The sound quality is poor, and the display is tiny and hard to read, but it seems to be a fairly robust little transceiver, despite it's shortcomings. The control head fell into a bucket of water while washing the truck. I disassembled it, and used 36 years of tricks to get it dried out. It actually came back to life and still works. I think I put a piece of cardboard in backwards, as one button does not light up now, but everything seems to work again. HF is okay on it. 2 meter & 70cm are really good. The ATAS 120A is a pile of junk for HF. Don't even waste your money on that POS! Buy a Tarheel or get one of those coil loaded antennas off eBay with over 200 tap combinations, or Hustlers, or ham sticks & do away with the moving parts all together. Those screwdriver antennas just don't like bad roads & bad weather, but I don't have much choice where I need to drive. I have had that ATAS120 apart for cleaning & repairs twice already, so maybe stick with the 857, & don't get the ATAS with it. For what the 857s cost they are a neat little transceiver at home in the vehicle or anywhere else. I am using an old Astron 35 amp PSU for home use, and 25A fused #10 AWG automotive zip cord, off the main block with some 3000 volt .01uF filter cap, coils & ferrites on the alternator for the GM truck. It seems to be a good little XCVR. That Yeasu antenna is another matter entirely. I know I have good counterpoise, but it just fails to find any good place to tune most HF bands between 40 & 10 meters. I have mounted it to a metal building & grounded it and the building to ground rods, abandoned piping, water pipes, etc, and it still refuses to work right. The truck has 7/8" braided straps all over it and the same story.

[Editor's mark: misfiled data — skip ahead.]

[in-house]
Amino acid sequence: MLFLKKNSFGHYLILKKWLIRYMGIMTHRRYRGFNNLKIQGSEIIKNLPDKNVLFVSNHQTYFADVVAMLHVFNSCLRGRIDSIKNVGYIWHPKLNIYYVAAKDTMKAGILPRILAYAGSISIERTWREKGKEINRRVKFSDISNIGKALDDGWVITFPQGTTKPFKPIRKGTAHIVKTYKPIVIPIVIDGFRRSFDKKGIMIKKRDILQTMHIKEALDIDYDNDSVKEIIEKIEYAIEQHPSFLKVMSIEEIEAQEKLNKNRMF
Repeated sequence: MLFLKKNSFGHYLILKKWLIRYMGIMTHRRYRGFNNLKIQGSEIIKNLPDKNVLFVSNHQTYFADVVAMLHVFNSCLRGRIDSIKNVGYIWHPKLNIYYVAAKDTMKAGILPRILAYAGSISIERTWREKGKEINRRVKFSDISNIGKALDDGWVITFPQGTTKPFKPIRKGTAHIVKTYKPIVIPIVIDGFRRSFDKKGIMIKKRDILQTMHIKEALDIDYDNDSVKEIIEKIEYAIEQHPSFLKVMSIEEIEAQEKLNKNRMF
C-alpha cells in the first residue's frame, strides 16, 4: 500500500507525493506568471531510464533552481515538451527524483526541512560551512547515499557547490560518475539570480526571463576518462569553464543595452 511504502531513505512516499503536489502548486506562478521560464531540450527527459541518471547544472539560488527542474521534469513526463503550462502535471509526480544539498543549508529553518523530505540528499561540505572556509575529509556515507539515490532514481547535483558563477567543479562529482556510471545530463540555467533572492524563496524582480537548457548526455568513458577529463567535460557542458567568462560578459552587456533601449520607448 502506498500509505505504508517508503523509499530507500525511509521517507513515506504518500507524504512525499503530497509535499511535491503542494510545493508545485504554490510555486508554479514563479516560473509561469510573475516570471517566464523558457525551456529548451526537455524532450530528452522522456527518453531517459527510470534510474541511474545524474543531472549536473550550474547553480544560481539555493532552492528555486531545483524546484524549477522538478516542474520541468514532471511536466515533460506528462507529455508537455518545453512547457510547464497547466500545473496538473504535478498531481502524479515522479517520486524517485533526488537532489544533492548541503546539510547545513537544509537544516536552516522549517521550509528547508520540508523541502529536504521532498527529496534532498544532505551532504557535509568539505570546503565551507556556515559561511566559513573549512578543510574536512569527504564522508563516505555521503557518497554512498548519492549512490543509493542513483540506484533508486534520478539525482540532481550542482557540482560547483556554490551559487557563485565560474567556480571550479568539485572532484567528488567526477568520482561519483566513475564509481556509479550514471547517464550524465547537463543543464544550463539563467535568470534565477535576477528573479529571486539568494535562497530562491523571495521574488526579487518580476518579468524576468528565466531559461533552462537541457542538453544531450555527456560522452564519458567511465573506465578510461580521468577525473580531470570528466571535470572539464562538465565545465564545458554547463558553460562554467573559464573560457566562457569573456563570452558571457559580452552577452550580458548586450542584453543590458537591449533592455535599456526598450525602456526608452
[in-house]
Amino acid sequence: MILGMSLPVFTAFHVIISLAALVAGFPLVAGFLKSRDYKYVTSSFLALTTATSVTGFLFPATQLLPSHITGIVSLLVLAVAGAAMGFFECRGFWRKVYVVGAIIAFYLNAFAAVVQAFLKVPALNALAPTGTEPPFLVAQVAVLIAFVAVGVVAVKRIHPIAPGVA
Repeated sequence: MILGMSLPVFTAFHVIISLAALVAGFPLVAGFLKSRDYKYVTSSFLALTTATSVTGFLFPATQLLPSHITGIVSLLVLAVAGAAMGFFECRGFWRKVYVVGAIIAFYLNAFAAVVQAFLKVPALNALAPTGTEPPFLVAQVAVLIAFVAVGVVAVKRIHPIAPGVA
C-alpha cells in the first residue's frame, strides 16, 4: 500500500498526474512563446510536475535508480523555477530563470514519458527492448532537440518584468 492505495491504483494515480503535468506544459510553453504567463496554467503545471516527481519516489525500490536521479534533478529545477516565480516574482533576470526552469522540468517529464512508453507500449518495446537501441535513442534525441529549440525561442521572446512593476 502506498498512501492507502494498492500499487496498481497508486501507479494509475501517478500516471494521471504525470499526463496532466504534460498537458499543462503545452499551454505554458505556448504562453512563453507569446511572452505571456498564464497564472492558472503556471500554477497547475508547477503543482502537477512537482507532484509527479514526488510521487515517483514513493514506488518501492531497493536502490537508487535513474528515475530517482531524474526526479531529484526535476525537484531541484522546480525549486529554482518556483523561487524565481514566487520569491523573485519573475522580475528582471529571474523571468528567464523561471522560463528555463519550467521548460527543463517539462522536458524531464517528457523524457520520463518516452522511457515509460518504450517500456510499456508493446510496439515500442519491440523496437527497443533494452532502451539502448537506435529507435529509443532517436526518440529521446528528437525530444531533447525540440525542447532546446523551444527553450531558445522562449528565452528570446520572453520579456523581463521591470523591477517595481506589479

K4NBC Rating: 4/5 Feb 3, 2016 14:37 Send this review to a friend
Great mobile radio  Time owned: 0 to 3 months
Well got a used ft857d in great shape and vhf/uhf good reports, in hf parts which it has audio monitor but a friend show me thru alc meter to adjust using hand mic. But will get a md100a8x

LB6BG Rating: 5/5 Nov 27, 2015 22:19 Send this review to a friend
Depends on what you want ;-)  Time owned: 6 to 12 months